On Jan. 25th, the Newbury Fire Department, along with Historic New England and Tendercrop Farm are hosting the 4th Annual Old Newbury Bonfire fundraiser at Spencer-Peirce-Little Farm. In addition to the bonfire, there will be music, games, tours, crafts, and food. There will also be an auction to raise funds for a new ambulance — one pretty spectacular prize includes a ride to school in a fire truck! Other prizes include a handmade bench made from authentic fire hose, and a gift certificate toward a portrait session with ABBphoto.
Earlier this week a friend who is helping to organize the bonfire event asked if I would go to the Newbury Fire Department to capture some images of the station. I was immediately intrigued by the opportunity to take photos inside a fire house. And, let me tell you, the experience did not disappoint. I became pretty fascinated by certain details. First, it was the fire helmets. Almost all of them were topped with a brass eagle ornament, whose function seems to be to help secure the ID plate to the front of the helmet. Not sure why, but this detail — which I had never noticed before — captivated me.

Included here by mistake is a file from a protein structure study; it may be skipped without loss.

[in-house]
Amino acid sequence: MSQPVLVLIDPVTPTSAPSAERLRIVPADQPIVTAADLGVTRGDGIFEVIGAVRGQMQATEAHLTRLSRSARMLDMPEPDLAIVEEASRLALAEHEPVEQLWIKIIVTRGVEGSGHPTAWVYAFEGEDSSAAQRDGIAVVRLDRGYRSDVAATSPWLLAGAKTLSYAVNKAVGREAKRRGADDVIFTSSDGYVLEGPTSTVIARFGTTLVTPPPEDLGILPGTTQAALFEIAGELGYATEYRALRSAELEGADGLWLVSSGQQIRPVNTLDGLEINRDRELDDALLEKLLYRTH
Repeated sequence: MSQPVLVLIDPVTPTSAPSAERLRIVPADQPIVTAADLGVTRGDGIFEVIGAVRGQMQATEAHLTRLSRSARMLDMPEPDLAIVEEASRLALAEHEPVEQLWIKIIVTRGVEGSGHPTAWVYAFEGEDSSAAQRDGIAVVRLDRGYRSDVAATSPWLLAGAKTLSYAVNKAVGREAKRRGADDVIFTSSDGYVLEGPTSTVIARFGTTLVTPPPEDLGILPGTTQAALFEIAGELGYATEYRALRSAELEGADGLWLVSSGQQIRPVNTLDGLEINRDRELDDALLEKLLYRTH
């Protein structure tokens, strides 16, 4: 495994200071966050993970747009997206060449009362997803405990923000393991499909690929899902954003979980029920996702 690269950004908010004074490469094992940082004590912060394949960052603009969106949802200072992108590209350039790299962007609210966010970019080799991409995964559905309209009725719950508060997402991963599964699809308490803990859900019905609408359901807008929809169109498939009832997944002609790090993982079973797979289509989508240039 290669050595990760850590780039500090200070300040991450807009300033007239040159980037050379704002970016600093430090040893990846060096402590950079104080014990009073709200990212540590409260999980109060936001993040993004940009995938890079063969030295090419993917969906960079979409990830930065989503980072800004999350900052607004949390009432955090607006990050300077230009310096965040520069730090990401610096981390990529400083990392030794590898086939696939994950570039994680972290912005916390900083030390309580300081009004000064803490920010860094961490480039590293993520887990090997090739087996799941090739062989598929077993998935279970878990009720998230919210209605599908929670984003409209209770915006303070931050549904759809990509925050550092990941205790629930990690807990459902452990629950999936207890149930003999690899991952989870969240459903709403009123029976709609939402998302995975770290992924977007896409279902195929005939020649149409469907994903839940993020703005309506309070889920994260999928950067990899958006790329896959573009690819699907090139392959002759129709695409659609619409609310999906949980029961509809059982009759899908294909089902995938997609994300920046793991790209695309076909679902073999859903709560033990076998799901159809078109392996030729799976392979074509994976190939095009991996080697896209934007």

Like I said, most were eagles — but I also found one beaver ornament. One of the firemen on duty said the beaver is often used by Canadian firefighters, and explained that it is chosen as a symbol of teamwork.
Along with the helmets, I was intrigued by all the lined-up collections of turnout gear. My friend noticed how the gear was sometimes reflected in the shiny, red exterior of the trucks. There was something very moving about these lines of gear just waiting for people. They started looking like memorials to teams lost.
We poked around, climbed into cabs and scrambled up onto the trucks — with permission of course — and as time passed, I was struck by how little I know about how fire departments run, or what the day-to-day reality of first responders must be like. We put so much faith in the men and women who put out fires and protect our safety, and yet I think many of us forget the real human cost of doing these jobs.
I will be sure to blog about the bonfire event, but in the meantime I’m going to see if I can get one of the firemen to guest blog this post. I’ll leave my description in place, but I think it would be interesting and meaningful to hear from someone who could shed some relevant information on the things captured in these images. Happy Friday, all. And hopefully I will see you at the bonfire.